Jane Ballot

Being me in the world

Thursday 16th July

I have started getting into the swing of exercising in Joburg (as opposed to Sedge / Gonubie, where it is much easier and I have more time). Today I went for a run and a walk. Both of which were great fun.

I ran about 3kms – most of the way, although I did have to walk a bit to let myself recover before setting off again. Sometimes when I run, my lungs just don’t manage to keep up, or my legs may get sore. These days, it’s neither of those problems that stops me – it just feels as though my whole body is drained and needs a little time to gather its resources again.

I also went to gym yesterday. That was pretty much a flying visit, as I had to fit it in between doing lifts and meetings. It was also fun, though, and a change of pace.

At gym, when I was changing, there was a woman who walked to the scale (pretty much nude, as people are wont to do in a gym changing room, for some reason). She held her one hand on her opposite shoulder, effectively hiding one breast. That made me realise that it wasn’t the breast she was hiding, but the absence of one.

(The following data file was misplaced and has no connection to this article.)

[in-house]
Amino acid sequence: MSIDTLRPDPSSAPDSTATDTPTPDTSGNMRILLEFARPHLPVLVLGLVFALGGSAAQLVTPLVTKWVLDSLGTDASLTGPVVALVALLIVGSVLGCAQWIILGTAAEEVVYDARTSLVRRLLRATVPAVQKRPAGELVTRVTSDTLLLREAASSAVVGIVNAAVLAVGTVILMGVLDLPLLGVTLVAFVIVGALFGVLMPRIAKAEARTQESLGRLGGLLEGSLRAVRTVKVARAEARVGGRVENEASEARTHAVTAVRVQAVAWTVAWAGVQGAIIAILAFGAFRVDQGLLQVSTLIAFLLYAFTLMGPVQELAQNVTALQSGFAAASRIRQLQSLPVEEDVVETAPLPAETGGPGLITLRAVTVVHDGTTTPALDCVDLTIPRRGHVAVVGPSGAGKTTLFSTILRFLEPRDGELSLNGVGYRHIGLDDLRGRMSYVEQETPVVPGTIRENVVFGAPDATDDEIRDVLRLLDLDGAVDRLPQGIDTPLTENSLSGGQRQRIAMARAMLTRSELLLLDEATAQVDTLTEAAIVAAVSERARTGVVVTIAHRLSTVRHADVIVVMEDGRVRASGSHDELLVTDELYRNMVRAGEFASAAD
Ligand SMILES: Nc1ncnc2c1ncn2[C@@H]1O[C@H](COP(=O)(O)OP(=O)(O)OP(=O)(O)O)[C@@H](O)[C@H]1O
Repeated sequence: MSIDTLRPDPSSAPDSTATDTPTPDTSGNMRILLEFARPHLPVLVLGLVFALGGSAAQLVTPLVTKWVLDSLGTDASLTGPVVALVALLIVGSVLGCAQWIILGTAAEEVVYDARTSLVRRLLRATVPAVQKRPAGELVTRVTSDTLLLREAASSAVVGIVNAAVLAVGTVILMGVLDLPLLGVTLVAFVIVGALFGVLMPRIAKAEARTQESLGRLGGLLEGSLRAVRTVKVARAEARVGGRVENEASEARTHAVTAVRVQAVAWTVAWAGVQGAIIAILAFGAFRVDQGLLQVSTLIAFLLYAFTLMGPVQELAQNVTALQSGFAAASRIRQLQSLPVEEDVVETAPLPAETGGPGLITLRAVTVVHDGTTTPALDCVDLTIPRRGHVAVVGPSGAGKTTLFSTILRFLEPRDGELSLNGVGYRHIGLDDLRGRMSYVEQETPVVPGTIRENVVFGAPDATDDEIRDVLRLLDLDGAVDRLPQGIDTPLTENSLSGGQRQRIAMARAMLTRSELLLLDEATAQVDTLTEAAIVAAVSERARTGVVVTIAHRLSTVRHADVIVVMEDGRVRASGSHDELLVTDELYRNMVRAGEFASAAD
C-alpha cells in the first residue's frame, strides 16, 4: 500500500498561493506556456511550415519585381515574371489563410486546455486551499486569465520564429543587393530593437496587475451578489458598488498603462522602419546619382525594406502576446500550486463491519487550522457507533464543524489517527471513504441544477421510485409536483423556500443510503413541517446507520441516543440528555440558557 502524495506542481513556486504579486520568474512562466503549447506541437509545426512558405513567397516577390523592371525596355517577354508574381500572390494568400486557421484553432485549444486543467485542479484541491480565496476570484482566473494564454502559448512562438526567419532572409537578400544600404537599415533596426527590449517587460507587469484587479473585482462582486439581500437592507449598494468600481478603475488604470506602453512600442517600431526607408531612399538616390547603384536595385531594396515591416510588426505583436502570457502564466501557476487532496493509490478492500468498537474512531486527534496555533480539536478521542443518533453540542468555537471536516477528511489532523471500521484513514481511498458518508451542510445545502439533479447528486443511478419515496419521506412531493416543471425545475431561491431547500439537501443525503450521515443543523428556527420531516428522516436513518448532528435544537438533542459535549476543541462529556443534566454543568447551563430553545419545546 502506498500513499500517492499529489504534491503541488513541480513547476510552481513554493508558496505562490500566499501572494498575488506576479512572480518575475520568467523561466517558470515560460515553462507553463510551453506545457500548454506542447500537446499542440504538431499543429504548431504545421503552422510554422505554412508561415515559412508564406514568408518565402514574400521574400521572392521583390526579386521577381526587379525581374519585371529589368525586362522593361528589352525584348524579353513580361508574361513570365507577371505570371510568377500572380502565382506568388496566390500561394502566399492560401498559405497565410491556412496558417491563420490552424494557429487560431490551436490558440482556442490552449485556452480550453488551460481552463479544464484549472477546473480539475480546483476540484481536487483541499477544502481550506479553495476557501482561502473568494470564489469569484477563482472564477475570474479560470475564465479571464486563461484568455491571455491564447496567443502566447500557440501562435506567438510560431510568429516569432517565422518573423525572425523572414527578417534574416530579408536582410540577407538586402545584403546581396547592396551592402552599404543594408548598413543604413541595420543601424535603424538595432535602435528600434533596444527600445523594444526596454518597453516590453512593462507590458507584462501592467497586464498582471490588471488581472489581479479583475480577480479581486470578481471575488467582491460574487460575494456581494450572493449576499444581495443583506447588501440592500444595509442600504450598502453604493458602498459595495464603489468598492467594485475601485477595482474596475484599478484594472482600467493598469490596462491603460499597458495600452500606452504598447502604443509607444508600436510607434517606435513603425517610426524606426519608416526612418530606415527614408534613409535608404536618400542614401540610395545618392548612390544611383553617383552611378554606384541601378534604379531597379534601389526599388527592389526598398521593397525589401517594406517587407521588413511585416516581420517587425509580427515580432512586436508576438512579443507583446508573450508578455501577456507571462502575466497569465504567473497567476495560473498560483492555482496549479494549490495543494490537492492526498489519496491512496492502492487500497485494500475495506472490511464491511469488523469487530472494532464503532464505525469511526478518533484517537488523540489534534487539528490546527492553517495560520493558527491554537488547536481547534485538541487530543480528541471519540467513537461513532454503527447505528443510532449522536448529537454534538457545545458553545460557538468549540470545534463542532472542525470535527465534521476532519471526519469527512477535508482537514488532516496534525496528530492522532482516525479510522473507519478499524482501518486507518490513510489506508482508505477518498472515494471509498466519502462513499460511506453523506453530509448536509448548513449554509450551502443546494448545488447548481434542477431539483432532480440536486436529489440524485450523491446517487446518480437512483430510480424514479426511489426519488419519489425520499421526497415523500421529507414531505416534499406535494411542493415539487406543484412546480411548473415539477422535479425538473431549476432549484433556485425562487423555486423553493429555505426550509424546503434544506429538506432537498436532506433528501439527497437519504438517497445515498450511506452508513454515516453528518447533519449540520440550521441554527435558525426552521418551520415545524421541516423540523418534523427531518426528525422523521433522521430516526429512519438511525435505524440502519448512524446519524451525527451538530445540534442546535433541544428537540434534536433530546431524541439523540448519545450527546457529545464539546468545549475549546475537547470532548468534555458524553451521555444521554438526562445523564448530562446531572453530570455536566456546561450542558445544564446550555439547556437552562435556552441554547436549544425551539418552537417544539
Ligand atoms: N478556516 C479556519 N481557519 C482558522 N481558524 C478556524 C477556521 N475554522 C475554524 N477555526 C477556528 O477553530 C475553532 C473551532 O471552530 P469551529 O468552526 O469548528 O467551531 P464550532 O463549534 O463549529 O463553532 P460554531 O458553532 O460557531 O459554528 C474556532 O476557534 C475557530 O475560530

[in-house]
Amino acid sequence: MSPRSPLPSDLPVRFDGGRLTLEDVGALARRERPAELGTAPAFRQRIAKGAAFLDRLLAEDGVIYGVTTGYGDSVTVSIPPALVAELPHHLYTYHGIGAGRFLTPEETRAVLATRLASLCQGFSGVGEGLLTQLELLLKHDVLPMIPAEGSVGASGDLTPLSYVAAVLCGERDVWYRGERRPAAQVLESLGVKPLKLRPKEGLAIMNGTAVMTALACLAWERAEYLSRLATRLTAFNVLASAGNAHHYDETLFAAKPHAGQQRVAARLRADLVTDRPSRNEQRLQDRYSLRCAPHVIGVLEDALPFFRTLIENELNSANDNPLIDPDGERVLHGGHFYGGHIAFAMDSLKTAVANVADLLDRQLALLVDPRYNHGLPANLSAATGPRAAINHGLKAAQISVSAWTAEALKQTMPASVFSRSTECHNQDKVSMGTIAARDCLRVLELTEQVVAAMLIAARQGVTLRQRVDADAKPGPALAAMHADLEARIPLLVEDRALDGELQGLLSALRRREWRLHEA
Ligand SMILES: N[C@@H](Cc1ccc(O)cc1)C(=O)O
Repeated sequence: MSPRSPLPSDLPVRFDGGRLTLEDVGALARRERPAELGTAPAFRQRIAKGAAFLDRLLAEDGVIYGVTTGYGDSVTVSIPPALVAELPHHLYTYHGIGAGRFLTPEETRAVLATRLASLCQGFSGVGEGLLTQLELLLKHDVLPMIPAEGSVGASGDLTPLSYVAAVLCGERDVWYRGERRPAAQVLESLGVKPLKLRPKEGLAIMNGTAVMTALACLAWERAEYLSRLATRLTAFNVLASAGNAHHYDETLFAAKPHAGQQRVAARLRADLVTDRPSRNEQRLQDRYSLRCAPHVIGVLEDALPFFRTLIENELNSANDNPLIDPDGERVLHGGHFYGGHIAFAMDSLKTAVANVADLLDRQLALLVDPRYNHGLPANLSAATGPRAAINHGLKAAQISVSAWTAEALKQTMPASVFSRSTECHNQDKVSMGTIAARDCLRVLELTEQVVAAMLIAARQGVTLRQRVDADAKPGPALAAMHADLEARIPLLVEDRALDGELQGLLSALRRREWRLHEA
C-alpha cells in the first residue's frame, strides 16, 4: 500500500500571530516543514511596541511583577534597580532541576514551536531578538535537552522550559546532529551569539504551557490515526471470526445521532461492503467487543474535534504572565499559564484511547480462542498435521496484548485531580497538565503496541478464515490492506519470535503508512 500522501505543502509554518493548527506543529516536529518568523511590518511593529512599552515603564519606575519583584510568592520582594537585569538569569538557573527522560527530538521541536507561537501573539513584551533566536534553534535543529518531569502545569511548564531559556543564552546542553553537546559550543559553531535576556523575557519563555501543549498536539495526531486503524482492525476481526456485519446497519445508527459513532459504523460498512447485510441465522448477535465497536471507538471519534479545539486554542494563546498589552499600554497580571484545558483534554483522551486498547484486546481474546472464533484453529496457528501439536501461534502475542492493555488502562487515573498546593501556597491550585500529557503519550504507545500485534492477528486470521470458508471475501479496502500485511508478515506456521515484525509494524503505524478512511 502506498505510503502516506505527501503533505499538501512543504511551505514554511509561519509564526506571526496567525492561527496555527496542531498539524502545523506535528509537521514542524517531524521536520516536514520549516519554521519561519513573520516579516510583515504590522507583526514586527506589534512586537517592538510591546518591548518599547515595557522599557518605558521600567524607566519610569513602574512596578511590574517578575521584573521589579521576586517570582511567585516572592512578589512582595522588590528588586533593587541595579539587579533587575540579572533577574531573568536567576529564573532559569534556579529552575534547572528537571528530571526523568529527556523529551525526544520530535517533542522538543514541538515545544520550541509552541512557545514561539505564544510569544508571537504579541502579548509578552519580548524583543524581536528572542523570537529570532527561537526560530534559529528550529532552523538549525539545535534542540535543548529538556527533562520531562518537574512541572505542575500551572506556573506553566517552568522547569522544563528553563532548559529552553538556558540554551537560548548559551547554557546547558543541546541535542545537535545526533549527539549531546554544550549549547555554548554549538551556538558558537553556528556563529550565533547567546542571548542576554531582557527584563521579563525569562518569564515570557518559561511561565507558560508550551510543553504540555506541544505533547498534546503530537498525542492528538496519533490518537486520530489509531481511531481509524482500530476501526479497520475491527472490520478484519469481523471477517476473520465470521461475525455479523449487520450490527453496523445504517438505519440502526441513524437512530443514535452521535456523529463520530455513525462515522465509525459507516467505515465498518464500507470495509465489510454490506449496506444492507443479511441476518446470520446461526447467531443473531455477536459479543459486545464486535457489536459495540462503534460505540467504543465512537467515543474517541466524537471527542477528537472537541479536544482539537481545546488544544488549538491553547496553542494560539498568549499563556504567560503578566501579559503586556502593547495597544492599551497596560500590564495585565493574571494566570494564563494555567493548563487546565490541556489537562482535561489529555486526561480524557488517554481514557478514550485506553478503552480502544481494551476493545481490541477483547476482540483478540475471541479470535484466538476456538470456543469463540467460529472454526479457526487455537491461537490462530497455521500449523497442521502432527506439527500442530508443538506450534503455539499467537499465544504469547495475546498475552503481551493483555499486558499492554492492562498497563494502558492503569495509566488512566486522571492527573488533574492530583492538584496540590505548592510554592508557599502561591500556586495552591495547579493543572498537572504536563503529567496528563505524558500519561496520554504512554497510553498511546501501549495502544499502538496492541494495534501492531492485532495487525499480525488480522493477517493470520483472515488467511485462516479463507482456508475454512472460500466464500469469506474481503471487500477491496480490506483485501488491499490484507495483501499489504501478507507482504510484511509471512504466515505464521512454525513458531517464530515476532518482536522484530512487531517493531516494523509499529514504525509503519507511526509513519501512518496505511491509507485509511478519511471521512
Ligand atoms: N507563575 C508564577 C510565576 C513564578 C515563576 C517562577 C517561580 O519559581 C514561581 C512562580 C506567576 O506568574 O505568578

I almost felt that I wanted to say something to her along the lines of ‘Me too’, but it felt awkward and not exactly appropriate. It did make me think, though. There we were, two of about maybe 40 (at a high estimate) women in the gym at the time, both of whom had had a mastectomy, that I knew for a fact. How many other women in the gym had had one? Perhaps none, perhaps one / two.

I wonder what the percentage of women is who have actually had the procedure done. I think it’s more than we realise.

I spoke to Bridget again this evening. We were comparing notes about our joint family and wondering what they must all be thinking about the coincidence of the two of us having the same thing, found at very different stages – and both with absolutely no acknowledged risk factors.

Both Bridge and I find it reassuring and supportive to be able to chat. I think the main reason for this is that we both know that the other truly knows what this is all about and how it feels. She has 3 more weekly chemos to go before surgery. Still a long path, but she is treading it bravely and with strength and absolute conviction. She, too, will overcome.

Maybe one day in the not too distant future, one of us may cross the seas and we can truly be survivors together!

Leave a Reply

Your email address will not be published. Required fields are marked *